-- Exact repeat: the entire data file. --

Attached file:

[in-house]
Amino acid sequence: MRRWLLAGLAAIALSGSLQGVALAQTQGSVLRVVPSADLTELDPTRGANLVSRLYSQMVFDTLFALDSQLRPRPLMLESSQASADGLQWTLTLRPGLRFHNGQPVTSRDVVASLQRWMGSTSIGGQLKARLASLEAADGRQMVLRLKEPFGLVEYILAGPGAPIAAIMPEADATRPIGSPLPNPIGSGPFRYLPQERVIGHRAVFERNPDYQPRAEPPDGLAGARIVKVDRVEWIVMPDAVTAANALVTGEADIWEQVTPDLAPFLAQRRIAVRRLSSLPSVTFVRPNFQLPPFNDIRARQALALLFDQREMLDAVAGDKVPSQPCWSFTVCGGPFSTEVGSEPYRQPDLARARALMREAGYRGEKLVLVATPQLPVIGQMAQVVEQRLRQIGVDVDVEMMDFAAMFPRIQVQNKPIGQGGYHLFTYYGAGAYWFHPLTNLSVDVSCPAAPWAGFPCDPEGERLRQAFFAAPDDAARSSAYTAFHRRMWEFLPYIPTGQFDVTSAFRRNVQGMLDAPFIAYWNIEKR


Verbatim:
[in-house]
Amino acid sequence: MRRWLLAGLAAIALSGSLQGVALAQTQGSVLRVVPSADLTELDPTRGANLVSRLYSQMVFDTLFALDSQLRPRPLMLESSQASADGLQWTLTLRPGLRFHNGQPVTSRDVVASLQRWMGSTSIGGQLKARLASLEAADGRQMVLRLKEPFGLVEYILAGPGAPIAAIMPEADATRPIGSPLPNPIGSGPFRYLPQERVIGHRAVFERNPDYQPRAEPPDGLAGARIVKVDRVEWIVMPDAVTAANALVTGEADIWEQVTPDLAPFLAQRRIAVRRLSSLPSVTFVRPNFQLPPFNDIRARQALALLFDQREMLDAVAGDKVPSQPCWSFTVCGGPFSTEVGSEPYRQPDLARARALMREAGYRGEKLVLVATPQLPVIGQMAQVVEQRLRQIGVDVDVEMMDFAAMFPRIQVQNKPIGQGGYHLFTYYGAGAYWFHPLTNLSVDVSCPAAPWAGFPCDPEGERLRQAFFAAPDDAARSSAYTAFHRRMWEFLPYIPTGQFDVTSAFRRNVQGMLDAPFIAYWNIEKR